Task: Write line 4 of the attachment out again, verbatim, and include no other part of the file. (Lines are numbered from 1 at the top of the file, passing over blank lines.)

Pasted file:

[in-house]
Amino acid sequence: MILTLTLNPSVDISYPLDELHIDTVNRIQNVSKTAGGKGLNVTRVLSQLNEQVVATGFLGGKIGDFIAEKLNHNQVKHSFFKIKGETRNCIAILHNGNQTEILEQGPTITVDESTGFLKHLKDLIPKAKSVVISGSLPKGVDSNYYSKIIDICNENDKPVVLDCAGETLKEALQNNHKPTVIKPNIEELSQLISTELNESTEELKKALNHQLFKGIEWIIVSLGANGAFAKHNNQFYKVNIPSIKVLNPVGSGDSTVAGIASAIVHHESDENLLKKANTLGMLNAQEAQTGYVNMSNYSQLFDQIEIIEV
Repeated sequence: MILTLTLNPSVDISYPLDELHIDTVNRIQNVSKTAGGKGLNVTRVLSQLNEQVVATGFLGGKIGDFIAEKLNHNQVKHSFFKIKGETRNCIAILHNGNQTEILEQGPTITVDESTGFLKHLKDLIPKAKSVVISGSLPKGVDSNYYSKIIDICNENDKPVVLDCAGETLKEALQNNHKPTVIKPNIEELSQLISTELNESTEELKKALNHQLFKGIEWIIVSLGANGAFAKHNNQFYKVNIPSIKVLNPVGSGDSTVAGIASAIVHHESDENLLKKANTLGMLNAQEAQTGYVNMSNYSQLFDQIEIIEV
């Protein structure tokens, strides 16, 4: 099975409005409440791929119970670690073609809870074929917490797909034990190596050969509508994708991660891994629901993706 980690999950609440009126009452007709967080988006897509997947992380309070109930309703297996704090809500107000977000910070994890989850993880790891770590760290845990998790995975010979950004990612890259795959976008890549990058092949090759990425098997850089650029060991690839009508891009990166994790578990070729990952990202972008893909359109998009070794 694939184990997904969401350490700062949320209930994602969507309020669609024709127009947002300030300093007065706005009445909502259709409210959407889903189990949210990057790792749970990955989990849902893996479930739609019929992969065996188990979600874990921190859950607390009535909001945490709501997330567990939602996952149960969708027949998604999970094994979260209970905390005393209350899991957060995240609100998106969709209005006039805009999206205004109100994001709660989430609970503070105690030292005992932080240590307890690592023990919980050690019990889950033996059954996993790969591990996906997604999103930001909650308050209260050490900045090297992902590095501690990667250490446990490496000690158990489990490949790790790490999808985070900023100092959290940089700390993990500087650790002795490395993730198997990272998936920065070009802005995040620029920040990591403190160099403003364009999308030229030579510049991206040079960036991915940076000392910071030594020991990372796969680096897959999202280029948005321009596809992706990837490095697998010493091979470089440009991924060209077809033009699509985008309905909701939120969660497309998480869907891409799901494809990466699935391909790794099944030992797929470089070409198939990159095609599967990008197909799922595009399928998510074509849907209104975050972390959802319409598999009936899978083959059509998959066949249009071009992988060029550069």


């Protein structure tokens, strides 16, 4: 099975409005409440791929119970670690073609809870074929917490797909034990190596050969509508994708991660891994629901993706 980690999950609440009126009452007709967080988006897509997947992380309070109930309703297996704090809500107000977000910070994890989850993880790891770590760290845990998790995975010979950004990612890259795959976008890549990058092949090759990425098997850089650029060991690839009508891009990166994790578990070729990952990202972008893909359109998009070794 694939184990997904969401350490700062949320209930994602969507309020669609024709127009947002300030300093007065706005009445909502259709409210959407889903189990949210990057790792749970990955989990849902893996479930739609019929992969065996188990979600874990921190859950607390009535909001945490709501997330567990939602996952149960969708027949998604999970094994979260209970905390005393209350899991957060995240609100998106969709209005006039805009999206205004109100994001709660989430609970503070105690030292005992932080240590307890690592023990919980050690019990889950033996059954996993790969591990996906997604999103930001909650308050209260050490900045090297992902590095501690990667250490446990490496000690158990489990490949790790790490999808985070900023100092959290940089700390993990500087650790002795490395993730198997990272998936920065070009802005995040620029920040990591403190160099403003364009999308030229030579510049991206040079960036991915940076000392910071030594020991990372796969680096897959999202280029948005321009596809992706990837490095697998010493091979470089440009991924060209077809033009699509985008309905909701939120969660497309998480869907891409799901494809990466699935391909790794099944030992797929470089070409198939990159095609599967990008197909799922595009399928998510074509849907209104975050972390959802319409598999009936899978083959059509998959066949249009071009992988060029550069």